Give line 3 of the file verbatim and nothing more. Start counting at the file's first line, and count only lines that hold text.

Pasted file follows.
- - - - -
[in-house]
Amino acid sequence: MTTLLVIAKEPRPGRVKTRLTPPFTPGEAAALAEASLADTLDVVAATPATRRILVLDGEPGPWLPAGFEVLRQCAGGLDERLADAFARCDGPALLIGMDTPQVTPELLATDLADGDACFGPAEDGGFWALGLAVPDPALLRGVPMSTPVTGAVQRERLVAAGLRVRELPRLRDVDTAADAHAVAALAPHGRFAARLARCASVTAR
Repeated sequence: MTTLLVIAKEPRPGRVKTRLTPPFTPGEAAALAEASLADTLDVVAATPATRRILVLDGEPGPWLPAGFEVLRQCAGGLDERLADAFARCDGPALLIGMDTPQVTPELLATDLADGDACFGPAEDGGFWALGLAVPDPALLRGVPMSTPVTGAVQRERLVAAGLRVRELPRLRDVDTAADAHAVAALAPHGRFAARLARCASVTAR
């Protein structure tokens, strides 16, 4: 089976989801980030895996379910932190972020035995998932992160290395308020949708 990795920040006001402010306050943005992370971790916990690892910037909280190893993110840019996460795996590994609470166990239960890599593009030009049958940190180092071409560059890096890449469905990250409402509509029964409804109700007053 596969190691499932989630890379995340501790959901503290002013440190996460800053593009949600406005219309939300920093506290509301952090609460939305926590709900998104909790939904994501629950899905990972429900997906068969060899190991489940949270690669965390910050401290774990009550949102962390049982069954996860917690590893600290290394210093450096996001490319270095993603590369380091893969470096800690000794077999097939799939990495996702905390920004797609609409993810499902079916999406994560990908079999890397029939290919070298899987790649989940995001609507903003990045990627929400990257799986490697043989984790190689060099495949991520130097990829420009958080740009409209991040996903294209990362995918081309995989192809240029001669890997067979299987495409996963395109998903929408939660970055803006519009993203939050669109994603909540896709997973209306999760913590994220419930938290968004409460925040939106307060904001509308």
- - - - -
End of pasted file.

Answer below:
Repeated sequence: MTTLLVIAKEPRPGRVKTRLTPPFTPGEAAALAEASLADTLDVVAATPATRRILVLDGEPGPWLPAGFEVLRQCAGGLDERLADAFARCDGPALLIGMDTPQVTPELLATDLADGDACFGPAEDGGFWALGLAVPDPALLRGVPMSTPVTGAVQRERLVAAGLRVRELPRLRDVDTAADAHAVAALAPHGRFAARLARCASVTAR